A lifelong New England Patriots fan, Robert Kraft’s dream of becoming the team’s owner, would come to fruition 27 years ago today, on Jan. 21, 1994.
That day he pledged, “My objective in buying the Patriots is to help bring a championship to New England.”
Fans considered his statement to be a pipe dream considering their track record in the ’90s. However, 26 years later, the Patriots have six Lombardi Trophies and the highest winning percentage in all professional sports.
On Thursday, the official Patriots Twitter account shared a video to honor Kraft’s anniversary of taking ownership of the team.
Robert Kraft’s Dedication to Patriots Evident in Team’s Unrivaled Success
After purchasing Foxboro Stadium and the surrounding property, Kraft purchased the team for $173 million. According to Forbes, the Patriots are valued at $4.4 billion, the second-highest in the NFL, behind the Dallas Cowboys.
“The gentleman I’m about to introduce stepped up at a critical time,” previous owner James Orthewein said at the initial press conference.
“He understands what a football team means to this community. After league approval, he’ll become the next owner of the New England Patriots. Robert Kraft.”
In an interview, Kraft made it clear he had the dedication and heart to help bring the team to success.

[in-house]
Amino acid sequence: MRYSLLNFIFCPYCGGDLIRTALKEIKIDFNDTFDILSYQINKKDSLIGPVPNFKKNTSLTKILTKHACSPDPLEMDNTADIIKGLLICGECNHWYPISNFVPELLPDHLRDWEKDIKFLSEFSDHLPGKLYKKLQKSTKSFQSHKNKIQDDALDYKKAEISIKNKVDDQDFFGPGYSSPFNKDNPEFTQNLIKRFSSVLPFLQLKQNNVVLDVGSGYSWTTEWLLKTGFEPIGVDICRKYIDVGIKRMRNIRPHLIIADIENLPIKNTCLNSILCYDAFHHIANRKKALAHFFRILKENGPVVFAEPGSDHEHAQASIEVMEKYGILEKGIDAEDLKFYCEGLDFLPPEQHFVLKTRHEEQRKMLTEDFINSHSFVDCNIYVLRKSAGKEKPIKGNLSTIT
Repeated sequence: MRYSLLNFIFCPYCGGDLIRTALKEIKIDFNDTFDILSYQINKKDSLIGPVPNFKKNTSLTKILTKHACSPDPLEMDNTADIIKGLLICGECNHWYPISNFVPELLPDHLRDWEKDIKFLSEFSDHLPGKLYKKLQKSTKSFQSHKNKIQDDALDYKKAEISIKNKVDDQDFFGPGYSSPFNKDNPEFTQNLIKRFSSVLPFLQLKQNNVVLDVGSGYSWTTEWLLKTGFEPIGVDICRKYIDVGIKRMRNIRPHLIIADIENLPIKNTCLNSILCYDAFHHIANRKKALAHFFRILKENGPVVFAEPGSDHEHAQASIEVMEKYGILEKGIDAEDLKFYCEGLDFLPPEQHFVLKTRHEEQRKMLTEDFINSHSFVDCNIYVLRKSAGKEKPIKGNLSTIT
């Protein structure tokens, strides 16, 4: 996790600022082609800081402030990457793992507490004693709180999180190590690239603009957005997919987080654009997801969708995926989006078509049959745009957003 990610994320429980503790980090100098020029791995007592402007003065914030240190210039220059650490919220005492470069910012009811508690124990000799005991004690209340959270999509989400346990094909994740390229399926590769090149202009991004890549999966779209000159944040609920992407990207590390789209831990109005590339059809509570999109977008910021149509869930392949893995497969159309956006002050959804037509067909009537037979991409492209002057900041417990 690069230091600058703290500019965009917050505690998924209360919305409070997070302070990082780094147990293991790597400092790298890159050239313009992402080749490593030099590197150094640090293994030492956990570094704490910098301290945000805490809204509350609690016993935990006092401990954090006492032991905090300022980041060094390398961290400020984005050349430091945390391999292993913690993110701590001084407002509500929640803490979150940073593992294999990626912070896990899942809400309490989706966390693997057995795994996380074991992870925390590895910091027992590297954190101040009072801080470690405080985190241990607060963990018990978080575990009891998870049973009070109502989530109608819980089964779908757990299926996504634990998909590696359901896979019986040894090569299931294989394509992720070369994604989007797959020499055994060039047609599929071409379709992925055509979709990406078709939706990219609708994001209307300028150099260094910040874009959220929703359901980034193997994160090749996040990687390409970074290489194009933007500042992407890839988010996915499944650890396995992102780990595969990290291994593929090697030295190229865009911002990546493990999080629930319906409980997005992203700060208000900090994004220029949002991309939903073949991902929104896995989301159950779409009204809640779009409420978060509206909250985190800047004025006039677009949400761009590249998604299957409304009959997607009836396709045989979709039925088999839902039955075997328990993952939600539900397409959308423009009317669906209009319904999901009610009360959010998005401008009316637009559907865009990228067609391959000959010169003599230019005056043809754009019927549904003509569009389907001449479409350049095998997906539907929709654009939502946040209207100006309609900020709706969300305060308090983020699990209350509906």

“The commitments I made was that I believe that if we do the right things and manage it right, we get the support from the fans and the corporate community, that whis will be an asset for the whole community and our family long-term,” Kraft said.
“But we have five years of hard work ahead of us, and I hope this community views it as a partnership. And I think it can be great. And I hope we can bring a championship here.”
Kraft’s relentless determination would pay off: the Patriots made it to the Super Bowl four more times during Kraft’s tenure.
In the five years leading up to the purchase, the Patriots were 19-61, hitting 1-15 in 1990 and going 2-14 in 1992.
In Kraft’s first year as owner, the team went 10-6. That year, they also played in the Super Bowl — the second appearance in franchise history.